In the aftermath of the Cambridge Analytica data scandal, Facebook is tightening its control on third-party applications and will no longer allow apps to post to user profiles. In April, the platform announced sweeping changes to the publish_actions permission, which allowed apps to publish to users’ timeline on their behalf.
On August 1st, 2018, the Live API publish_actions permission, which allows an app to publish on behalf of its Users, will be reserved for approved partners. A new permission model that allows apps to publish Videos to their User’s Groups and Timeline will be created instead.
Access to the Pages APIs requires re-submission of the application for review before August 1, 2018. This will be required to continue publishing live and VOD video to Pages, as well as reading insights.
Facebook is notorious for swiftly changing its APIs in ways that break apps (sometimes without warning), often sending developers scrambling. For a long time, apps auto-posting to user timelines was part of the wild west of app permissions granted without much oversight from Facebook. Users often unknowingly gave permission to apps that would collect data and spam their Facebook connections with posts made on their behalf.
Those days are over, but an unfortunate byproduct of this restriction is that apps like WordPress.com and Jetpack’s Publicize feature can no longer automatically publish posts to user timelines. This change also adversely affects apps like Buffer and Hootsuite that allow users to schedule and publish posts to their social accounts.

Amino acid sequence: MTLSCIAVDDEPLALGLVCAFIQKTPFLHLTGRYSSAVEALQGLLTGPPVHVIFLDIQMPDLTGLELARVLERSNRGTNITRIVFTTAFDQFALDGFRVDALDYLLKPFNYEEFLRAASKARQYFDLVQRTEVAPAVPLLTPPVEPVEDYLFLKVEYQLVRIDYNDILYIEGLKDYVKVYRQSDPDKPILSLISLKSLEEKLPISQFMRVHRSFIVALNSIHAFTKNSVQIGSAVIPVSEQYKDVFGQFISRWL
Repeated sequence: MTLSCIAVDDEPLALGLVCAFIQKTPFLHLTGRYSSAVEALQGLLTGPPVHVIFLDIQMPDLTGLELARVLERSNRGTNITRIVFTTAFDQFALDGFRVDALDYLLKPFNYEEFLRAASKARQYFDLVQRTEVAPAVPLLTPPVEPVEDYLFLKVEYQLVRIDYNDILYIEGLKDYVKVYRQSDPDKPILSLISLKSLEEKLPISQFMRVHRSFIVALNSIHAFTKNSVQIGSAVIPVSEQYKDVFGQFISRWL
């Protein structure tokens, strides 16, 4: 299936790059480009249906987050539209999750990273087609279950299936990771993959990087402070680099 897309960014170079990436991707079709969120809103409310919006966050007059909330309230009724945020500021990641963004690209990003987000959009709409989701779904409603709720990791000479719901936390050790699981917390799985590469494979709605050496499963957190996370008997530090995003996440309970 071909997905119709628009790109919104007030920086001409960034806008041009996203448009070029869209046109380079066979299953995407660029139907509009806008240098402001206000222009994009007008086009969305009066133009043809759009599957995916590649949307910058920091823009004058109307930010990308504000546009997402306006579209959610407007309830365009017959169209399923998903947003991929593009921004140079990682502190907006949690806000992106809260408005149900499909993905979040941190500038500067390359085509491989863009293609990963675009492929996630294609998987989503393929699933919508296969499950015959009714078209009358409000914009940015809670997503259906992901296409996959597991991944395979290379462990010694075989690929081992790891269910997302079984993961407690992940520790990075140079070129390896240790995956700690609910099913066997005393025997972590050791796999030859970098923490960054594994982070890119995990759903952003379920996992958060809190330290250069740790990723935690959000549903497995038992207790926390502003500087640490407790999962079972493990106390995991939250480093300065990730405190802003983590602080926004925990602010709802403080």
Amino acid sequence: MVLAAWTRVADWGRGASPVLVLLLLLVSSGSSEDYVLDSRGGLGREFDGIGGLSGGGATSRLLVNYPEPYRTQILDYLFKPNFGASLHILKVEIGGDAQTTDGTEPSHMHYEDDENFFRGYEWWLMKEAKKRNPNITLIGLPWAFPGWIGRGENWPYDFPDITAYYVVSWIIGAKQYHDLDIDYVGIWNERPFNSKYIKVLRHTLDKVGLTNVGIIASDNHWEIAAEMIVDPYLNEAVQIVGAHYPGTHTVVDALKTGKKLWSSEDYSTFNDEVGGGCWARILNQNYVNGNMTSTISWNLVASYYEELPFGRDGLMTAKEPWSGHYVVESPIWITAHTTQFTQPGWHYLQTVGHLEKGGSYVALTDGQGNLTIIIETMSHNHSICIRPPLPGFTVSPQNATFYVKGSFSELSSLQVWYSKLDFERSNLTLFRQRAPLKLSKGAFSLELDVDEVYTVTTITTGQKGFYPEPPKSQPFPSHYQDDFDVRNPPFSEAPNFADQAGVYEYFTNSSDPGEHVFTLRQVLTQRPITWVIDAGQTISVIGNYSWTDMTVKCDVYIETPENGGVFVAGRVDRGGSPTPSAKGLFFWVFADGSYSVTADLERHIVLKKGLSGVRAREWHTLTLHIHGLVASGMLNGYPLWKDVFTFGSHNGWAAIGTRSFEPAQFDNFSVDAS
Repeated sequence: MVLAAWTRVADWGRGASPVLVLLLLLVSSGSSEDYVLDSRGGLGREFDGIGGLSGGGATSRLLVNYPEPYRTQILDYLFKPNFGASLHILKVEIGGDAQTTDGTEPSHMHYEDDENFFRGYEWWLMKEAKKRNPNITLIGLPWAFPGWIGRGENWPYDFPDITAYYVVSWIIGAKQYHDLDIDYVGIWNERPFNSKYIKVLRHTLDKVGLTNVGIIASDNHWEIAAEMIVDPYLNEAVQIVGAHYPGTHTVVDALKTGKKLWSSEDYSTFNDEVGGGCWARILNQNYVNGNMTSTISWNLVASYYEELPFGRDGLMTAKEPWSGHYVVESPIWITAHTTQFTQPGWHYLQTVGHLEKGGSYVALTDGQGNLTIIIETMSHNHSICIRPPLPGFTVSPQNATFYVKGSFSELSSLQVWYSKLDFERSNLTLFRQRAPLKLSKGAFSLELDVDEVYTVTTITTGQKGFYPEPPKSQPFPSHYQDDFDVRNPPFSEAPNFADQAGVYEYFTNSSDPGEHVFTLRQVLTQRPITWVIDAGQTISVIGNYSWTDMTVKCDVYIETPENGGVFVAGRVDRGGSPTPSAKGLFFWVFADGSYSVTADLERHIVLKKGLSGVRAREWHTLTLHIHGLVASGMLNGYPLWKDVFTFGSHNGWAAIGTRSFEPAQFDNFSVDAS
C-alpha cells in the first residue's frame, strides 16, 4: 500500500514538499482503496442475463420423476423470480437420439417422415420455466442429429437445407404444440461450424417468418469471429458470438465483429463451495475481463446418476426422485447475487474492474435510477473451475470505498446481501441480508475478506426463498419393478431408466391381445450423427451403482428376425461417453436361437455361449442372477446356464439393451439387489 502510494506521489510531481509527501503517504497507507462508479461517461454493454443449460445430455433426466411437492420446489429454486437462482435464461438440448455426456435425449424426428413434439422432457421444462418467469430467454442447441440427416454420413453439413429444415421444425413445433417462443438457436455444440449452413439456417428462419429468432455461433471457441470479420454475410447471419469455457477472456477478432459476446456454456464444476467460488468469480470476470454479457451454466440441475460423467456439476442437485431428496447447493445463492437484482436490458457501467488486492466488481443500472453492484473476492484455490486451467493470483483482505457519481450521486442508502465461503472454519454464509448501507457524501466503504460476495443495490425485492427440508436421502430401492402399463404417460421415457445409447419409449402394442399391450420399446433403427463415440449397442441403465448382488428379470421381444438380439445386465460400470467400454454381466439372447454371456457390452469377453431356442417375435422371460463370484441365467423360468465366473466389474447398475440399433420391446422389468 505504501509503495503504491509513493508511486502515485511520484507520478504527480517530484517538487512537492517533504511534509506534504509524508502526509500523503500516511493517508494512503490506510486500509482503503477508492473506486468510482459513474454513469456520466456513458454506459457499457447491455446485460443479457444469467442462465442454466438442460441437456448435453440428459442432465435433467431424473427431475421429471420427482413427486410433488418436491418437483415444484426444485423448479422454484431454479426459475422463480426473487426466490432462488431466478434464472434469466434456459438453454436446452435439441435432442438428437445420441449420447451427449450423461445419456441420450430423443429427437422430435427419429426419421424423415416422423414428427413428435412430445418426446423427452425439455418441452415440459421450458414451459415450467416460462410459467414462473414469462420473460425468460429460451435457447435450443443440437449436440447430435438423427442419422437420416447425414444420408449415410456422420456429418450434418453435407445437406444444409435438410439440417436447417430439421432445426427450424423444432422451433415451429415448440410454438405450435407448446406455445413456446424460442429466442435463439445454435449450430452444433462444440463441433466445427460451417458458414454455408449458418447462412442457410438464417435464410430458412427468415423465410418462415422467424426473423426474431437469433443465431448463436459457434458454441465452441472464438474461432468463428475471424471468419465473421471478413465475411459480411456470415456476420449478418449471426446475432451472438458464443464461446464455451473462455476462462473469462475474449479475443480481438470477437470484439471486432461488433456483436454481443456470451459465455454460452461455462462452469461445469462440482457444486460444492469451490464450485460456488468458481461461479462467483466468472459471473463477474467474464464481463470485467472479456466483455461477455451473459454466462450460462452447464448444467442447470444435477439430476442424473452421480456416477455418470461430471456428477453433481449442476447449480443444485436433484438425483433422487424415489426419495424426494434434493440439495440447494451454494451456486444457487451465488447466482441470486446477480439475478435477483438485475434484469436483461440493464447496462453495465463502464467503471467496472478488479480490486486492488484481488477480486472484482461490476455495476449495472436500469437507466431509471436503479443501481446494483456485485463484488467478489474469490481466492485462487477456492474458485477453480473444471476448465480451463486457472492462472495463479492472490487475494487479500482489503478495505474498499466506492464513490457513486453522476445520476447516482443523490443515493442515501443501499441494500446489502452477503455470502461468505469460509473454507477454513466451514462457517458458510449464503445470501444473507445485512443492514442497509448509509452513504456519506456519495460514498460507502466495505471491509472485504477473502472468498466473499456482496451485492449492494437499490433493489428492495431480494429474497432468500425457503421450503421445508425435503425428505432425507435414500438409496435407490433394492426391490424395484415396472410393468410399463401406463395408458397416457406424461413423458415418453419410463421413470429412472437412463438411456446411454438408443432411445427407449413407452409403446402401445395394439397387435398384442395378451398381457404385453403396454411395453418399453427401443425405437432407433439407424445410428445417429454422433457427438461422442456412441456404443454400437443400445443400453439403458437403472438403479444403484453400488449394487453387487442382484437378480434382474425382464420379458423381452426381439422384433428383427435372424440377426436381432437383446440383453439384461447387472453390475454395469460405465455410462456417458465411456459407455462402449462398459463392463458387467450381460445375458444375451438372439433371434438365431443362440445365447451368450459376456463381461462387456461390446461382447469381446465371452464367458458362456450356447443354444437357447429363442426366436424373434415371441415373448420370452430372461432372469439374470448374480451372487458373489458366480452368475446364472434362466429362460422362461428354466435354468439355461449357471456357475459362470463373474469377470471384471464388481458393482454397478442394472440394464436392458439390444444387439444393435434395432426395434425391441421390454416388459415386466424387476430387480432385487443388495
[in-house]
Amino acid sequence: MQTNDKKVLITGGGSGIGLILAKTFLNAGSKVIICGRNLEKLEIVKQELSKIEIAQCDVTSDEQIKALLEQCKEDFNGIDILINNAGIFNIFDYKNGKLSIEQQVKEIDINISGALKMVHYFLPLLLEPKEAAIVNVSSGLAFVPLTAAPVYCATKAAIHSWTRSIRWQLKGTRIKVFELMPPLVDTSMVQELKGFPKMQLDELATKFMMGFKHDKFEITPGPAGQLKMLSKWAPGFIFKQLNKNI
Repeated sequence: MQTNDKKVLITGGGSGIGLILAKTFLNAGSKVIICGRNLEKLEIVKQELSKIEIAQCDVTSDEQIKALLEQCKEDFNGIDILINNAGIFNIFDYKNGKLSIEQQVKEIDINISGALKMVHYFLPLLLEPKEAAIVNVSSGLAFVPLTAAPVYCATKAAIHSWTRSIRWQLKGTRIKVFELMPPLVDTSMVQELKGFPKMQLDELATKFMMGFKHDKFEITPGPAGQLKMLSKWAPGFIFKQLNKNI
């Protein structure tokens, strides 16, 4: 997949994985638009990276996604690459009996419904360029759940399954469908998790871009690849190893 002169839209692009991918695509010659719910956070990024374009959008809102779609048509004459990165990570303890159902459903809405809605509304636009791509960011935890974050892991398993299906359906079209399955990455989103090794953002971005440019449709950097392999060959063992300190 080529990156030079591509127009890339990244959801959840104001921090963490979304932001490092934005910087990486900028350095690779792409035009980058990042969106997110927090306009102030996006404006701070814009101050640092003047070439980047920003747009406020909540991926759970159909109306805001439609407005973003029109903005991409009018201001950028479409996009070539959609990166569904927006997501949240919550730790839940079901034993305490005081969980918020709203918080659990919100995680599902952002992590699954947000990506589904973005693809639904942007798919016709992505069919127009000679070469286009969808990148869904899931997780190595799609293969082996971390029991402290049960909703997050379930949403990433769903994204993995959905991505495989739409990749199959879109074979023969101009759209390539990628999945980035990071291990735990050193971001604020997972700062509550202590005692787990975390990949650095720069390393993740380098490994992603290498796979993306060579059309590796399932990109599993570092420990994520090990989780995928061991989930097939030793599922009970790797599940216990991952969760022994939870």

Jetpack 6.3.3 removes the ability for users to select Facebook Profile connections and displays a notice regarding existing connections, so users will be aware of which auto-posting connections they are losing. Besides Jetpack, this Facebook API change affects tens of thousands of users who have this functionality implemented through one of many other plugins on WordPress.org.
Users are now required to manually share their posts to their timelines. They can no longer schedule content to be shared to Facebook at specific times for different audiences.
Auto-posting to Facebook Pages still works, and one option users have is to convert their Profile to a Page or set up a new page. This may not be a suitable alternative for bloggers and those whose writing is not attached to a business or an organization.
In a recent post on his blog, Automattic CEO Matt Mullenweg commented on Facebook’s decision to turn off auto-posting to profiles.
“As it turns out, Facebook also is turning off the ability for WordPress sites — and all websites — to post directly to users’ profile pages,” Mullenweg said. “The decision to shut down the API is ostensibly to fight propaganda and misinformation on the platform, but I think it’s a big step back for their embrace of the open web. I hope they change their minds.”
If only a select few “approved partners” are allowed to automatically broadcast to user timelines, it puts smaller players at a disadvantage, requiring manual sharing each time they publish. Facebook is setting itself up as a gatekeeper that enables news from a small selection of partners to keep pumping through the platform on schedule. Individual voices on smaller websites are no longer able to syndicate to the Facebook platform unless they decide to create a Page.
Put a different way, the only syndicated content allowed on Facebook will be through channels the company can monetize – business/organization Pages or partners who are approved to post to user timelines. Users who care about retaining their Facebook audiences will need to remember to manually post their content to the social network after August 1, 2018, when the API changes go into effect.
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